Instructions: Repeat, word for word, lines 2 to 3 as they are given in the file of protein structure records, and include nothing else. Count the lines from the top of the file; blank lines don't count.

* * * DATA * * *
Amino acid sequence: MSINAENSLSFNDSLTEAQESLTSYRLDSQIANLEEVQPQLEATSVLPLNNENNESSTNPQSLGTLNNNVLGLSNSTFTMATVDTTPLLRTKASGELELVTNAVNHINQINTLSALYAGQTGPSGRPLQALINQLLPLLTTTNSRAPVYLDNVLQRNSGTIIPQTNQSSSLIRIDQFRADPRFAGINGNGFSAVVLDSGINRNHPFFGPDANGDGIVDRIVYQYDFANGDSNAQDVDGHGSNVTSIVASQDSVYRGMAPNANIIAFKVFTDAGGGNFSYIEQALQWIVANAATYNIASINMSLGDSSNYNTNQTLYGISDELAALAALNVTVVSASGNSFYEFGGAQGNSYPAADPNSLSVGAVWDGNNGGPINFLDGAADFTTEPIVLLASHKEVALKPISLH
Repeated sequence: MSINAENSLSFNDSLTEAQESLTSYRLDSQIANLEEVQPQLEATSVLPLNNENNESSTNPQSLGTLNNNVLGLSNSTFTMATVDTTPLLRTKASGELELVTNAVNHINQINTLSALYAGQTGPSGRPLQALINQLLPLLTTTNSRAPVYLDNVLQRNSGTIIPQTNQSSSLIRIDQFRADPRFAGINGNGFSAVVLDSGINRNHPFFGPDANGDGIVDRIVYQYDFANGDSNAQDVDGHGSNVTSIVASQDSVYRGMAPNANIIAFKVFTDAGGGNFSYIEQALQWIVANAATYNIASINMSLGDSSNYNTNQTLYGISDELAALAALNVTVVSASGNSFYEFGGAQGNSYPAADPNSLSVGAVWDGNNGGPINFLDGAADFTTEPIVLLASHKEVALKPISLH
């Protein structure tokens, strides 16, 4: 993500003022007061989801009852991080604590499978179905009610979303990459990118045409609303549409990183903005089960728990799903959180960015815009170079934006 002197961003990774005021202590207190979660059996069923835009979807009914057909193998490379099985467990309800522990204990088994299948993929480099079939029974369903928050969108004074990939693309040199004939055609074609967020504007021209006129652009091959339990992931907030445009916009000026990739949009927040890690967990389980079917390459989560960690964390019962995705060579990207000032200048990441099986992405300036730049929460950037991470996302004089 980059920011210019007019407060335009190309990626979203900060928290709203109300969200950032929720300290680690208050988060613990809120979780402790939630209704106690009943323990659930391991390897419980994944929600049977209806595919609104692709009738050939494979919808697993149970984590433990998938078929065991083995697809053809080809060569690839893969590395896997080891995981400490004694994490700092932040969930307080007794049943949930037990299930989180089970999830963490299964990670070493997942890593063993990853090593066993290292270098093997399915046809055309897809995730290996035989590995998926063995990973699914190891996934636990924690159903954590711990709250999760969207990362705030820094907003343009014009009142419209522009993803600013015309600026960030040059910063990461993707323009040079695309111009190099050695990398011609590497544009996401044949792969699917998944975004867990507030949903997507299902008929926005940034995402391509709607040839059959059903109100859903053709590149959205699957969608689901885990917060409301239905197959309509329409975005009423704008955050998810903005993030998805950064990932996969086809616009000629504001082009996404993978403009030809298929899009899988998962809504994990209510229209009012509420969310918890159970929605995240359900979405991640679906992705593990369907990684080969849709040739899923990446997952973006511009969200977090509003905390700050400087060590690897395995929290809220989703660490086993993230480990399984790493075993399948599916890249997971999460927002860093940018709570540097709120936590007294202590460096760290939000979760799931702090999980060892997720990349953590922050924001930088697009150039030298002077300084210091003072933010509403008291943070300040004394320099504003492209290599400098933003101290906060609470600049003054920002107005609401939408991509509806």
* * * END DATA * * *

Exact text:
Repeated sequence: MSINAENSLSFNDSLTEAQESLTSYRLDSQIANLEEVQPQLEATSVLPLNNENNESSTNPQSLGTLNNNVLGLSNSTFTMATVDTTPLLRTKASGELELVTNAVNHINQINTLSALYAGQTGPSGRPLQALINQLLPLLTTTNSRAPVYLDNVLQRNSGTIIPQTNQSSSLIRIDQFRADPRFAGINGNGFSAVVLDSGINRNHPFFGPDANGDGIVDRIVYQYDFANGDSNAQDVDGHGSNVTSIVASQDSVYRGMAPNANIIAFKVFTDAGGGNFSYIEQALQWIVANAATYNIASINMSLGDSSNYNTNQTLYGISDELAALAALNVTVVSASGNSFYEFGGAQGNSYPAADPNSLSVGAVWDGNNGGPINFLDGAADFTTEPIVLLASHKEVALKPISLH
């Protein structure tokens, strides 16, 4: 993500003022007061989801009852991080604590499978179905009610979303990459990118045409609303549409990183903005089960728990799903959180960015815009170079934006 002197961003990774005021202590207190979660059996069923835009979807009914057909193998490379099985467990309800522990204990088994299948993929480099079939029974369903928050969108004074990939693309040199004939055609074609967020504007021209006129652009091959339990992931907030445009916009000026990739949009927040890690967990389980079917390459989560960690964390019962995705060579990207000032200048990441099986992405300036730049929460950037991470996302004089 980059920011210019007019407060335009190309990626979203900060928290709203109300969200950032929720300290680690208050988060613990809120979780402790939630209704106690009943323990659930391991390897419980994944929600049977209806595919609104692709009738050939494979919808697993149970984590433990998938078929065991083995697809053809080809060569690839893969590395896997080891995981400490004694994490700092932040969930307080007794049943949930037990299930989180089970999830963490299964990670070493997942890593063993990853090593066993290292270098093997399915046809055309897809995730290996035989590995998926063995990973699914190891996934636990924690159903954590711990709250999760969207990362705030820094907003343009014009009142419209522009993803600013015309600026960030040059910063990461993707323009040079695309111009190099050695990398011609590497544009996401044949792969699917998944975004867990507030949903997507299902008929926005940034995402391509709607040839059959059903109100859903053709590149959205699957969608689901885990917060409301239905197959309509329409975005009423704008955050998810903005993030998805950064990932996969086809616009000629504001082009996404993978403009030809298929899009899988998962809504994990209510229209009012509420969310918890159970929605995240359900979405991640679906992705593990369907990684080969849709040739899923990446997952973006511009969200977090509003905390700050400087060590690897395995929290809220989703660490086993993230480990399984790493075993399948599916890249997971999460927002860093940018709570540097709120936590007294202590460096760290939000979760799931702090999980060892997720990349953590922050924001930088697009150039030298002077300084210091003072933010509403008291943070300040004394320099504003492209290599400098933003101290906060609470600049003054920002107005609401939408991509509806």